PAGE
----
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Tricking/Training Ducks (and Chickens) to Not Eat Strawberries Using Painted Rocks

 
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Back in Oregon, we raised a batch of ducks for slug protection.  In the Backyard Chicken forum, I had read about the technique of painting round-ish rocks with red paint, and leaving them in the garden near the strawberries to train/trick your chickens into avoiding the strawberries. The picture above is an example of how they looked; nothing fancy, just red. My husband used some red non-voc exterior paint he happened to have laying around.



We did it, and it worked with our ducks!   The key was to put the rocks in long before the strawberries fruited.  The ducks - specifically the female ducks, we noticed - would try to eat the rocks a few times, and then finally give up.  Then they didn't touch anything red after that, even raspberries.  It was great... no need for netting.

Our ducks were young and thus had never been exposed to a strawberry.  So I don't know if this would work for birds who have already eaten strawberries.  But that would be a good test - how long is the memory of a duck or chicken?

Back to our observation among our ducks, it was clearly the females who were testing different foods.  The males never seemed to try anything new, they just ate what the females did.  Which makes me wonder if one had only male ducks if they might be less likely to eat one's desired garden plants?

One day I noticed that one of the female ducks was nibbling the new growth off an Autumn Olive.  I decided to taste it, and the leaves were really good and interesting.  They all ended up eating most of the new leaves off one plant, and then left it alone the rest of the season.  It recovered just fine.  (I'm not advocating eating what you see animals eat; I'm just willing to take my own risks.  It's good to keep in mind that bear can eat poison oak berries, though.)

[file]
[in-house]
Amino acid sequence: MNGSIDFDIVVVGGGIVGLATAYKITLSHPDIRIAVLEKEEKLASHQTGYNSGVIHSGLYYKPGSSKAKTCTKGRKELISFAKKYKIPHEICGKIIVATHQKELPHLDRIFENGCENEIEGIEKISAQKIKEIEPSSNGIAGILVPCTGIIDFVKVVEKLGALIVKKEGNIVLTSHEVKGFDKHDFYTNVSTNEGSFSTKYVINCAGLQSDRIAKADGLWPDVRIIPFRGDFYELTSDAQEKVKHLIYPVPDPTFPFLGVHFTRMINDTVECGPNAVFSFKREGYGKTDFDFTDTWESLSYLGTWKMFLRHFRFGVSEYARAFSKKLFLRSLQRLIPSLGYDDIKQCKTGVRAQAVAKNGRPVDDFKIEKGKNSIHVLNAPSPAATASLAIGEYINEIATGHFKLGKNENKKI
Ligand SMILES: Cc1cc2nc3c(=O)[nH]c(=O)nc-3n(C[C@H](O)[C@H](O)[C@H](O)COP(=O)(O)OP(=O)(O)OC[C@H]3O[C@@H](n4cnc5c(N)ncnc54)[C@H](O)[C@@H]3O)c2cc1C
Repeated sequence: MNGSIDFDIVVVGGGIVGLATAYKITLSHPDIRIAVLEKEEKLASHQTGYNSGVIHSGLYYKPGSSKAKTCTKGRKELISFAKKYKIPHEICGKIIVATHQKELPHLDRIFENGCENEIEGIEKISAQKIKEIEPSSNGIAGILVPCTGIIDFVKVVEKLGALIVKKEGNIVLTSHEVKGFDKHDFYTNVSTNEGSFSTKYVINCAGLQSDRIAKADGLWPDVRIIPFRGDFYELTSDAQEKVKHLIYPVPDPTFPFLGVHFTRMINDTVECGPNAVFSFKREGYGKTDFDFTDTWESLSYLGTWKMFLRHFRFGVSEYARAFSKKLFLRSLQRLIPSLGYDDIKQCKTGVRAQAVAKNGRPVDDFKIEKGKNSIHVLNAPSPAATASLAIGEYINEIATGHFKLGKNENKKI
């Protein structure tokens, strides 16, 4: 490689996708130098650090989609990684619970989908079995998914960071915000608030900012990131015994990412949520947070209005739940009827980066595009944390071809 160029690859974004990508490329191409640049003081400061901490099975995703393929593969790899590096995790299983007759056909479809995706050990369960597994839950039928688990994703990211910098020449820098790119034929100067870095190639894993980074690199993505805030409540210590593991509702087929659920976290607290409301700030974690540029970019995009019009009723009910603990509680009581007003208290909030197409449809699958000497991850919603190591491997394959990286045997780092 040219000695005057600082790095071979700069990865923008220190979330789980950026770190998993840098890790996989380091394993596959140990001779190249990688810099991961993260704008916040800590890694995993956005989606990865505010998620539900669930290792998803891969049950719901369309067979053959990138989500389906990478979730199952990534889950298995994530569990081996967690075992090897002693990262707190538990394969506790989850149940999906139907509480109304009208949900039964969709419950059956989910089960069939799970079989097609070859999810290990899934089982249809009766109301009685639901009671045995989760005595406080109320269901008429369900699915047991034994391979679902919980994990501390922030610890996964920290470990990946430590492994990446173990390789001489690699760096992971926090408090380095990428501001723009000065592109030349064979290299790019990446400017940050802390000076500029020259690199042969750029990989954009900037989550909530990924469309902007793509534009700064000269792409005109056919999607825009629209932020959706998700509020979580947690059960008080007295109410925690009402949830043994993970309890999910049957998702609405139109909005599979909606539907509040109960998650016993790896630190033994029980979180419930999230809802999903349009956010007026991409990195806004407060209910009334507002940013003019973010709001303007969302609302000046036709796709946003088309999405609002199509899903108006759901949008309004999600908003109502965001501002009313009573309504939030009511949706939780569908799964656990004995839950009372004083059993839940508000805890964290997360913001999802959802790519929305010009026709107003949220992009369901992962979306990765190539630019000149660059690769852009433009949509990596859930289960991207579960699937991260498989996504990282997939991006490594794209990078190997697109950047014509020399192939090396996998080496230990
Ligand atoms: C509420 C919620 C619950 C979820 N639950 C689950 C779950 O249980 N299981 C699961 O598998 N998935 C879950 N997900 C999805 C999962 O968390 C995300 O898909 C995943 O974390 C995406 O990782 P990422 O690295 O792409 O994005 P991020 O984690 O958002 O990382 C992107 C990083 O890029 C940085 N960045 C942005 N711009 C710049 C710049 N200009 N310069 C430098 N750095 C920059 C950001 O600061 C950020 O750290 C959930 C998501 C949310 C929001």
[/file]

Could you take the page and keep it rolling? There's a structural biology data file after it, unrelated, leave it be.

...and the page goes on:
One more possible key to our success...our ducks had a huge area to roam, and lots to do.  Ponds and creeks to frolick in, lots of slugs to eat, and garden beds to explore for five ducks.  Whether this method would work if the ducks had less space, more pressure to compete for forage, I don't know.  But it is a simple enough thing to try!



 
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I love it! I'm filing this one away in my brain for future reference. I imagine it would work with smaller stones painted blue? yeah?
 
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I wonder if the ducks will learn over time be able to tell the difference. If they do, find some nice round rocks, and get a sling shot. If they are also bright red, this will help you to relocate your ammo.
 
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I wonder if this would work with wild birds. I'm going to give it a try!!
 
Kim Goodwin
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Dale Hodgins wrote:I wonder if the ducks will learn over time be able to tell the difference. If they do, find some nice round rocks, and get a sling shot. If they are also bright red, this will help you to relocate your ammo.




They never did!  I've observed most birds get very habitual in their eating habits.
 
Kim Goodwin
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Candace Williams wrote:I wonder if this would work with wild birds. I'm going to give it a try!!



I accidentally found out it can work for wild birds.  This year, I tied a tomato plant up with strips of a red t-shirt.  The tomato had not yet fruited.  Birds had been exploring every bit of our garden.  If it was edible to them, they found it.  They checked out the red t-shirt ties, and now seem to be leaving the actual tomatoes alone.  We're pretty isolated, so these birds have likely never seen a tomato (rather than being in, say a neighborhood).  But the (accidental in this case) decoy seems to be having a similar effect so far.
 
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